While these numbers prove that Hormel is weathering the current situation, I was more curious about the full year guidance. Here investors came across a surprise. During the Earnings call, Hormel’s CEO Jim Snee reported that:

For the full year, we are increasing our net sales expectations to $12.2 billion to $12.8 billion, and we are lowering our diluted earnings per share guidance range to $1.78 to $1.85 per share.

There are two key takeaways from our guidance revision. One, we expect top line strength across our businesses to continue as our portfolio is well positioned for the current macroeconomic climate. And two, an escalation in certain operational, logistical and inflationary costs, which began impacting results in the third quarter, has lowered our earnings expectations for the back half of the year. However, we believe the majority of these cost pressures to be transient in nature and to subside over time.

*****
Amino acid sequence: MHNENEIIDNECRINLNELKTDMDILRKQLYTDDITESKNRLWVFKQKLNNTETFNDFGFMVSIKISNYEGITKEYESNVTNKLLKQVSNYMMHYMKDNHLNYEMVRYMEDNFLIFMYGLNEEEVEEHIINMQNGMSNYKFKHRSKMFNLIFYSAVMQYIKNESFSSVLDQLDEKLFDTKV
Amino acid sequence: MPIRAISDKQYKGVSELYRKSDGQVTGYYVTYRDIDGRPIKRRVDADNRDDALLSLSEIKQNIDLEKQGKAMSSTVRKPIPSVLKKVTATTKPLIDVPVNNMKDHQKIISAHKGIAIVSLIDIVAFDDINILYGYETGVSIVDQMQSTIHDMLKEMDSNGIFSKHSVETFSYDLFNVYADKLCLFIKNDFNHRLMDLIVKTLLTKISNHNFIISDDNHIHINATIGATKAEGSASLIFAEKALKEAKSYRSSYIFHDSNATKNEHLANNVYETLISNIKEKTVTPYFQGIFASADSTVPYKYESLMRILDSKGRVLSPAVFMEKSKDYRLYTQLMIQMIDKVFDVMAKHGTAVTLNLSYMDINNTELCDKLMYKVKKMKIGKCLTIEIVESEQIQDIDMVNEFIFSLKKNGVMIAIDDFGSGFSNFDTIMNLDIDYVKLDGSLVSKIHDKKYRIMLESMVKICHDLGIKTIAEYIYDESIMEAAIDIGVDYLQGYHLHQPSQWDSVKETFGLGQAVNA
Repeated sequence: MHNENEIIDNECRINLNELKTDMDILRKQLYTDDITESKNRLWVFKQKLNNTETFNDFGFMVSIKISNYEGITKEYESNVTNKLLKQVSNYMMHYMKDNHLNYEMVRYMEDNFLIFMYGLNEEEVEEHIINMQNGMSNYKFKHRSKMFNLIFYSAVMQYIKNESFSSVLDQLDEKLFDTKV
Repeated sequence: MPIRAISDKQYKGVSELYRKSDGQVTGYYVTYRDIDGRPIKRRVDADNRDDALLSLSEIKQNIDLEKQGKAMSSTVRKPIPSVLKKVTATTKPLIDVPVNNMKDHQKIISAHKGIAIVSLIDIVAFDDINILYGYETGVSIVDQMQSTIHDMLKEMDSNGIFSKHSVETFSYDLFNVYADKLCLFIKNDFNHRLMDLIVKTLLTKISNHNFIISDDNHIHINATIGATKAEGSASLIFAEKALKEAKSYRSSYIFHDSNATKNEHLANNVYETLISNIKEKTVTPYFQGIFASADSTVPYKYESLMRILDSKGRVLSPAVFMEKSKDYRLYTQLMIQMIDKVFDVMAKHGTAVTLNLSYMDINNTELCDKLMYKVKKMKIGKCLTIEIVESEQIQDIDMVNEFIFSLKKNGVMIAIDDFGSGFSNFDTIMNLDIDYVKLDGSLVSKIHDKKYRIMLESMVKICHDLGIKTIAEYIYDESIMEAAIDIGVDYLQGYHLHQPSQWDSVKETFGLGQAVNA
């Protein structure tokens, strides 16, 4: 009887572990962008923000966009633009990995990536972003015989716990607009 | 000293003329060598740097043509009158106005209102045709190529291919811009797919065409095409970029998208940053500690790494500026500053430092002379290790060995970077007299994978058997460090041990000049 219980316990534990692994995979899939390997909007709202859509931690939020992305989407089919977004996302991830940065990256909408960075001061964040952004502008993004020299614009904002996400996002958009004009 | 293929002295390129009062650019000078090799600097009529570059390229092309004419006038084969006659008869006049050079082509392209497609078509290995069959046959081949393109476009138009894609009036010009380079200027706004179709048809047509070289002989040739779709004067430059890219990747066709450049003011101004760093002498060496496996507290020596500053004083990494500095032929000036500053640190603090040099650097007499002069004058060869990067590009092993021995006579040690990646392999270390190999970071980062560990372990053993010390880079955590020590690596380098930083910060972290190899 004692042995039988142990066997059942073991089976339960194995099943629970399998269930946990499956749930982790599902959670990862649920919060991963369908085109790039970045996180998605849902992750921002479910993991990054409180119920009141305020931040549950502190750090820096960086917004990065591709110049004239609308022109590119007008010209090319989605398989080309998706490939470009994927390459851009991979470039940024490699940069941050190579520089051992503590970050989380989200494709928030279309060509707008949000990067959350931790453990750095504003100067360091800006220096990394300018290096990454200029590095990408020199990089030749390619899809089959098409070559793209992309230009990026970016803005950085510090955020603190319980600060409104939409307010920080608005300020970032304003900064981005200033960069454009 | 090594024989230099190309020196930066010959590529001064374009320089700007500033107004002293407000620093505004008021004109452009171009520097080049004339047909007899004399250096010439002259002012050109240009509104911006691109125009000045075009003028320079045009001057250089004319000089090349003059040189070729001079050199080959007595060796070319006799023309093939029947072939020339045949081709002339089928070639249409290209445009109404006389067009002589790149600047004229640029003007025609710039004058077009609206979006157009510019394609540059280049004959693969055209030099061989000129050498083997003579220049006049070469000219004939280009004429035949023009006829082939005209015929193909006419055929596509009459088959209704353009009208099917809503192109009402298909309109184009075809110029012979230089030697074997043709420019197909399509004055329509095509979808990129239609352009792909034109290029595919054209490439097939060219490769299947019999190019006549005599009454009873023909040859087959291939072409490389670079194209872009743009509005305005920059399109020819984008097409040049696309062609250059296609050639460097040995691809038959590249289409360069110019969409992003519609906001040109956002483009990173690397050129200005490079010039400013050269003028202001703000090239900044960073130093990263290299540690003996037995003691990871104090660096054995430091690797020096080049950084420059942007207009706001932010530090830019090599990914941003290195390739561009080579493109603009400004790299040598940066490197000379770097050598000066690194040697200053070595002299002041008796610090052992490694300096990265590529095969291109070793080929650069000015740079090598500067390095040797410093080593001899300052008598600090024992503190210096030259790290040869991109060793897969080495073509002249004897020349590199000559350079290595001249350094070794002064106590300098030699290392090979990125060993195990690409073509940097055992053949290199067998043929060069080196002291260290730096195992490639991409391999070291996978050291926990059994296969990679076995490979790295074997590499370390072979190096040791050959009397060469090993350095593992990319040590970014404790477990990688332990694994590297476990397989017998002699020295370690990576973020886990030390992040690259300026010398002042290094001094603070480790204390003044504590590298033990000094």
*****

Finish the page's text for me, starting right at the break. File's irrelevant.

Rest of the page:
The lowered EPS guidance led the stock to drop form $50 per share to $47 and is making some investors go over their multiples to assess if the company still deserves a 25 fwd PE and a 23 fwd price/FCF.

That inflation could be a problem was known, however, it is a bit disappointing that after this has been an issue for more than a year the company still has to revise downward its guidance, as if it hadn’t been able find a way to control it. In any case, the management has stated that it believes that through contracts that lock commodity prices the situation should improve starting from 2023.

Shareholder return

Before we end, let’s take a look at one of the most popular aspects of the stock: its dividend.

Last year, Hormel returned a record amount of cash to its shareholders in the form of dividends totaling $523 million. It also announced an increase of 6% to the dividend for fiscal 2022, representing the 56th consecutive year of dividend increases that lead to an annualized rate of $1.04 per share.